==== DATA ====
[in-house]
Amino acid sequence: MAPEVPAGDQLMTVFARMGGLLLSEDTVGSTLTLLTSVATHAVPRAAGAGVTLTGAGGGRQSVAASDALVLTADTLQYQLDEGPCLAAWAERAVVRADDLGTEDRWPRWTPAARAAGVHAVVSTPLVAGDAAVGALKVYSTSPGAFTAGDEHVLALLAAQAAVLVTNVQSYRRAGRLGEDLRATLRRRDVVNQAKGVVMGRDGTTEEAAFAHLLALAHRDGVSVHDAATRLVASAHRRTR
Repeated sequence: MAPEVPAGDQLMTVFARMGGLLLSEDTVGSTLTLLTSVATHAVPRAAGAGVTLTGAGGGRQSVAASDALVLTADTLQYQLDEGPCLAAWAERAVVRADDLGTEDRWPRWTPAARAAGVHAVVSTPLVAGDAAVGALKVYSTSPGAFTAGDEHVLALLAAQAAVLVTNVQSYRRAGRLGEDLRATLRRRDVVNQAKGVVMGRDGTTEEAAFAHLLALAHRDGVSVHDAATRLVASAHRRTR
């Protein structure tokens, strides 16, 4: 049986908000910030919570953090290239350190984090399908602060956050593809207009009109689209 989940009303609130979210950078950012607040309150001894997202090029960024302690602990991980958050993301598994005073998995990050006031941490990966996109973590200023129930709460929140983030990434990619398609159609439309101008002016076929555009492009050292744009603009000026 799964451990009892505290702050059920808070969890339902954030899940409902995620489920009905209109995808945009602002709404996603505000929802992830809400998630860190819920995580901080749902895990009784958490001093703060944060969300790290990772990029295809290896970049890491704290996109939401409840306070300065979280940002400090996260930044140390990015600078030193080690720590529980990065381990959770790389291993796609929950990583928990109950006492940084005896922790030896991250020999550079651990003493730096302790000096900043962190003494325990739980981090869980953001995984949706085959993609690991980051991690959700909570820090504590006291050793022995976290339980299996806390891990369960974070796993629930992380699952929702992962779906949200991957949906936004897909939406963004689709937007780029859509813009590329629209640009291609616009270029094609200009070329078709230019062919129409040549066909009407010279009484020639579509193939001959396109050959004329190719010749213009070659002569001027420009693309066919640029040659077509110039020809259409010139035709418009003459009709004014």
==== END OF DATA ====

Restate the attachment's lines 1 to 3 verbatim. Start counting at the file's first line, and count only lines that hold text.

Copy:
[in-house]
Amino acid sequence: MAPEVPAGDQLMTVFARMGGLLLSEDTVGSTLTLLTSVATHAVPRAAGAGVTLTGAGGGRQSVAASDALVLTADTLQYQLDEGPCLAAWAERAVVRADDLGTEDRWPRWTPAARAAGVHAVVSTPLVAGDAAVGALKVYSTSPGAFTAGDEHVLALLAAQAAVLVTNVQSYRRAGRLGEDLRATLRRRDVVNQAKGVVMGRDGTTEEAAFAHLLALAHRDGVSVHDAATRLVASAHRRTR
Repeated sequence: MAPEVPAGDQLMTVFARMGGLLLSEDTVGSTLTLLTSVATHAVPRAAGAGVTLTGAGGGRQSVAASDALVLTADTLQYQLDEGPCLAAWAERAVVRADDLGTEDRWPRWTPAARAAGVHAVVSTPLVAGDAAVGALKVYSTSPGAFTAGDEHVLALLAAQAAVLVTNVQSYRRAGRLGEDLRATLRRRDVVNQAKGVVMGRDGTTEEAAFAHLLALAHRDGVSVHDAATRLVASAHRRTR